He addresses them as “men of Israel.” In other words, Peter was reminding his audience that they were the ones who should know what God’s plan of salvation is. They should know from their own prophets and from their own history that God had planned to send a Messiah. They should know how to recognize him and they should now acknowledge that Jesus Christ was in fact that Messiah who came and died on the cross and rose again on the third day.
Peter reminds them of the words of King David taken from Psalm 16: “I saw the Lord always before me. Because he is at my right hand, I will not be shaken. Therefore my heart is glad and my tongue rejoices; my body will also live in hope, because you will not abandon me to the grave, nor will you let your Holy One see decay.” Peter was testifying to the people that the prophets of old, including King David had described to them none other than the Christ whom they had crucified.
Peter goes a step farther in showing that David was not talking only about himself, but was talking about one of his descendants, one who would come after him. King David was still in the grave, but he had not been abandoned. David was talking about One, who, when he died would not decay. In other words he would be raised back to life. And through that resurrection David also had the hope of the resurrection. David said that his body would live in hope because the Holy One would not see decay. David’s hope of the resurrection was in the resurrection of the Messiah, who would be descended from David. That Messiah was Jesus Christ, who rose on that first Easter morning.
We may wonder how this has anything to do with you and me. When you think about it, our history and our faith really goes back to the Jews, back to God’s people, the Israelites. Paul tells us in Galatians that we are all sons of Abraham through faith in Christ Jesus. How believable is the resurrection of Jesus that first Easter morning if the ancient prophets had not foretold it?
The less you and I know our history, the history of God’s plan for our salvation, the less believable that Jesus Christ, true God and true man, died on the cross and rose on the third day. Without the knowledge and faith that Jesus rose from the dead, what hope do you and I have? If Jesus has not been raised, then we are still in our sins.
If we think that not knowing about or forgetting WW II history is a tragedy; and it is, what do we think of forgetting the history of our Lord and Savior Jesus Christ? If we are losing an appreciation for what those in our nation have done before us, may we also be losing our appreciation for what the Savior did on the cross? The Easter resurrection as foretold by the prophets did in fact happen and it did in fact change our lives and the world forever.
What the prophets foretold, Jesus fulfilled. Peter said that God himself gave the proof of Jesus in the signs and miracles and wonders he performed. He reminds them that they all saw what Jesus did. It was just as it was said it would be when the Messiah came. Peter also reminds them and us that this was God’s plan. It was God’s purpose and with God’s foreknowledge that Jesus was handed over to them and that with the help of wicked men they crucified Jesus. Yes, Peter tells them, you put him to death by nailing him to the cross. It happened just as God said it would.
They couldn’t deny that what Peter said was true; but what they did not want to acknowledge was that it was this same Jesus, whom they crucified, that God has now raised from the dead. Jesus rose from the dead on Easter morning, on the third day, just as the prophets and the Scriptures testified that he would.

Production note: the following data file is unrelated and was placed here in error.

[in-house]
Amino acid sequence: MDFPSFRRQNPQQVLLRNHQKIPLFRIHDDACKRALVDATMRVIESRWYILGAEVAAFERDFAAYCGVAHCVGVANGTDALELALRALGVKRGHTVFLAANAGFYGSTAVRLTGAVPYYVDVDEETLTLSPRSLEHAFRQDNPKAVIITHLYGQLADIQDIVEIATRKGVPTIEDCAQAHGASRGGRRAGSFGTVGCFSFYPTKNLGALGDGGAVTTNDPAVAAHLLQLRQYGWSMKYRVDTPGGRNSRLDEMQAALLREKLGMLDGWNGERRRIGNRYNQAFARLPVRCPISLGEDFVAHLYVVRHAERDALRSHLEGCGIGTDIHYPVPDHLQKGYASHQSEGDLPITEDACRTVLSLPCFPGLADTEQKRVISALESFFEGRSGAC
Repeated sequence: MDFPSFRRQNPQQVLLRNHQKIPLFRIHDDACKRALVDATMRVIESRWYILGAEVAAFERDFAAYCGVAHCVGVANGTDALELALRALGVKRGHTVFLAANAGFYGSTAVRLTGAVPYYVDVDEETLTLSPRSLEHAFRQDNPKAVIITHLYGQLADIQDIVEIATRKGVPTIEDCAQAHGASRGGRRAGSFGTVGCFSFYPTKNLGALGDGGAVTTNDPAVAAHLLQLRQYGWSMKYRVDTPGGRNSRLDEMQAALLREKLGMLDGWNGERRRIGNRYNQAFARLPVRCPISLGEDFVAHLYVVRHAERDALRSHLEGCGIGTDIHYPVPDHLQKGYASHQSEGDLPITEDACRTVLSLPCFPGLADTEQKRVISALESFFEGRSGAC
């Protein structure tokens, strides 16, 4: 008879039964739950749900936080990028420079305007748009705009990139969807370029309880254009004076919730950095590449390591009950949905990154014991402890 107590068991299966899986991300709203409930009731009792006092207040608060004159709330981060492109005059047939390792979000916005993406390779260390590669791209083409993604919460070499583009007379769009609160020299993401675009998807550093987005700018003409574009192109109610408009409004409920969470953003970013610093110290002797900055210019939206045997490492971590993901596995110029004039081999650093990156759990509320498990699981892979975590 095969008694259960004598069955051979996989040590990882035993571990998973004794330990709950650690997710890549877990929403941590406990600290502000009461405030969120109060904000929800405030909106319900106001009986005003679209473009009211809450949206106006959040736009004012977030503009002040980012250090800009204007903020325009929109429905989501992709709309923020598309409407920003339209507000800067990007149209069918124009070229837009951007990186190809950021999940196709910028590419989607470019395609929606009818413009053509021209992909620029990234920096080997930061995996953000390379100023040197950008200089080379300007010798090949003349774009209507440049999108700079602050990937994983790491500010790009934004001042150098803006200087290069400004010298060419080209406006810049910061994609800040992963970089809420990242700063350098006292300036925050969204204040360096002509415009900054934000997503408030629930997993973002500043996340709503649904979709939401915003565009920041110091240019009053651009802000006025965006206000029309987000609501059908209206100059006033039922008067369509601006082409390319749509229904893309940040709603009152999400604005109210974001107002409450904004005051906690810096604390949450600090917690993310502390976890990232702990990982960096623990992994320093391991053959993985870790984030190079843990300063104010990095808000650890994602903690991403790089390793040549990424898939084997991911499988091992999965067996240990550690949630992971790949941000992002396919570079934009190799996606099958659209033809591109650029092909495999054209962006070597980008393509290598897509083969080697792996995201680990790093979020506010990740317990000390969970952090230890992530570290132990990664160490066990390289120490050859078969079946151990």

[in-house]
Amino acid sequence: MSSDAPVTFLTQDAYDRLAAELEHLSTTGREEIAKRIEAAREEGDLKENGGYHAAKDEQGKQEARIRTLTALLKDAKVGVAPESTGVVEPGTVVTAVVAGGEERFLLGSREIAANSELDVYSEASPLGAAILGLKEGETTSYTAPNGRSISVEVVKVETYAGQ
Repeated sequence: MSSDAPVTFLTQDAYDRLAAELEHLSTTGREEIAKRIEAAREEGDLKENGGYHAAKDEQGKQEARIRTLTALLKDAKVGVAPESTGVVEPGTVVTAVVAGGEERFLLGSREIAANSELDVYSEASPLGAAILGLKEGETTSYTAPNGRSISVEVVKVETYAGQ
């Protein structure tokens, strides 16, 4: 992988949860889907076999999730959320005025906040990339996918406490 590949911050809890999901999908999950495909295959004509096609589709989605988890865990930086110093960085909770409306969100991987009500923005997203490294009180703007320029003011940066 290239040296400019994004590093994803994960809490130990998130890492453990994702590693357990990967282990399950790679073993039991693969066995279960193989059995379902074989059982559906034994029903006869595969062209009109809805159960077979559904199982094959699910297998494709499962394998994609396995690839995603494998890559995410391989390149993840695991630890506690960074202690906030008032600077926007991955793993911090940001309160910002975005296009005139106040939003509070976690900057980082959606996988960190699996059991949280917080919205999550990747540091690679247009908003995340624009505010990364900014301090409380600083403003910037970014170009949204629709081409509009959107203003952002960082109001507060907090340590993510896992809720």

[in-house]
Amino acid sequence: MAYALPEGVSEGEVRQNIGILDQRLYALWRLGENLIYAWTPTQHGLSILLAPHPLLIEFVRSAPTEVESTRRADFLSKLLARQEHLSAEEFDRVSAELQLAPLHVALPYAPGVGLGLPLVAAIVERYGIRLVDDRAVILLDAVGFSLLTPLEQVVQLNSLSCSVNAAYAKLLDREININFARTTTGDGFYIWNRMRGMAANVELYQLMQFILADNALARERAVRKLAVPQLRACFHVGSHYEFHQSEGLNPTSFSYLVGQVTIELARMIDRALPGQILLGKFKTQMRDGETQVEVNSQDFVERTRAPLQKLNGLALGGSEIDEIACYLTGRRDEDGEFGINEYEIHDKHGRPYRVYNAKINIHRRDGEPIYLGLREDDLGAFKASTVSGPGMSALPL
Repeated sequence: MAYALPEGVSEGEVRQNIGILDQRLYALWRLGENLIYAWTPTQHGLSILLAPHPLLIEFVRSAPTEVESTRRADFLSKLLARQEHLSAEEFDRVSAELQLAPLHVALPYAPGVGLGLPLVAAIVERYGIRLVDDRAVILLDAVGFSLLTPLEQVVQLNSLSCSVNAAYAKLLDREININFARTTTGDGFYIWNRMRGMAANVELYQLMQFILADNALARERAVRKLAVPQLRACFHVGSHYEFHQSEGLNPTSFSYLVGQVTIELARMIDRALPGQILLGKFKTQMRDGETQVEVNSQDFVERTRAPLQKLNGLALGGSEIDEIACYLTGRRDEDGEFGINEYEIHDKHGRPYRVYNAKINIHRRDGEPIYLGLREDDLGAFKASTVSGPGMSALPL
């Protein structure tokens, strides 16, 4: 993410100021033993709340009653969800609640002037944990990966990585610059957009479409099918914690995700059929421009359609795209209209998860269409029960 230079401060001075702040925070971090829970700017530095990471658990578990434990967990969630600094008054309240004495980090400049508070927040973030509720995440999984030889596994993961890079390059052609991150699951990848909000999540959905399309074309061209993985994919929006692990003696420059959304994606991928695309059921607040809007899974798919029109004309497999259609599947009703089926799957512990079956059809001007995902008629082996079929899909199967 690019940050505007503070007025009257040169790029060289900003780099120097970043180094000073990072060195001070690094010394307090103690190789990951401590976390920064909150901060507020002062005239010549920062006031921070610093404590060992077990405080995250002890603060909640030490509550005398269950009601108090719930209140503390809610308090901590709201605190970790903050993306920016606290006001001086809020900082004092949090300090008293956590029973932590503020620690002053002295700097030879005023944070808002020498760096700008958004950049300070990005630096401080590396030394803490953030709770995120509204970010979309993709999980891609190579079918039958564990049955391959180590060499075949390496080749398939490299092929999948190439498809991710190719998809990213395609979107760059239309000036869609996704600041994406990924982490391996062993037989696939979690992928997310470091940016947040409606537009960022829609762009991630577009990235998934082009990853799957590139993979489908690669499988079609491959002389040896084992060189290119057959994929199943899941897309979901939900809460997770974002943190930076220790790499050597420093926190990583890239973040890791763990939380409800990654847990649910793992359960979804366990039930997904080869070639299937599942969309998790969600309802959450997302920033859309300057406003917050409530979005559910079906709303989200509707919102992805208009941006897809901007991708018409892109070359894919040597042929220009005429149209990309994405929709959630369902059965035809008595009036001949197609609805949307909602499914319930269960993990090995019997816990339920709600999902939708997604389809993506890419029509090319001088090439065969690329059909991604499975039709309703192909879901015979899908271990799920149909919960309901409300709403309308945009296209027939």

Perhaps the most difficult part for Peter’s audience, as is the most difficult part for you and me, was the fact that they had something to do with Jesus being nailed to the cross. Peter wanted them and us to see that it was God’s will. It was God’s will that Jesus suffer and die for the sins of all people. It was God’s will that Jesus fulfill what had been spoken of by the prophets. It was God’s will to raise Jesus from the dead on Easter so that all could see that through Jesus' death and resurrection they had the forgiveness of sins, life and salvation. In the Easter resurrection, Jesus fulfilled God’s plan for our salvation and fulfilled what the prophets foretold.
Now that you see what exactly has taken place, namely that as the Scriptures proclaimed, Jesus was crucified, died, was buried and then rose again on the third day, you are witnesses. As Peter, says, “We are all witnesses of the fact.” We are witnesses of the fact that Jesus was not abandoned to the grave. He lives! We are witnesses to the fact that then we also have the hope of the resurrection to eternal life; just as David proclaimed it in Psalm 16.
Jesus had told his disciples, "You will be my witnesses." Jesus tells you and me the same. You and I are God’s witnesses. We are witnesses to the truth of God that God has carried out his plan of salvation. That forgiveness of sin, life and salvation is not just for you and me, but for all people. Jesus lives! All who believe will also have life in his name.
Those who were there that day could not deny the veracity of Peter’s words concerning the Easter resurrection. They knew what the prophets foretold. They knew what Jesus had done. They also knew that when they believed that Jesus was the one sent from heaven to be the Savior and that he was the one risen from the dead, it would change their life forever. They too would have the sure hope of a resurrection to eternal life.
So it is with all entrusted with the truth. So it is with you and me. The Easter resurrection has changed our lives forever. Having that truth, we now have the responsibility and the privilege of being Jesus’ witnesses to the truth and proclaiming his saving gospel to all people and through all generations. We have a responsibility to the truth. May the Easter resurrection live on in our hearts and lives as we proclaim our Savior’s name to all people and to all generations. In Jesus’ name. Amen.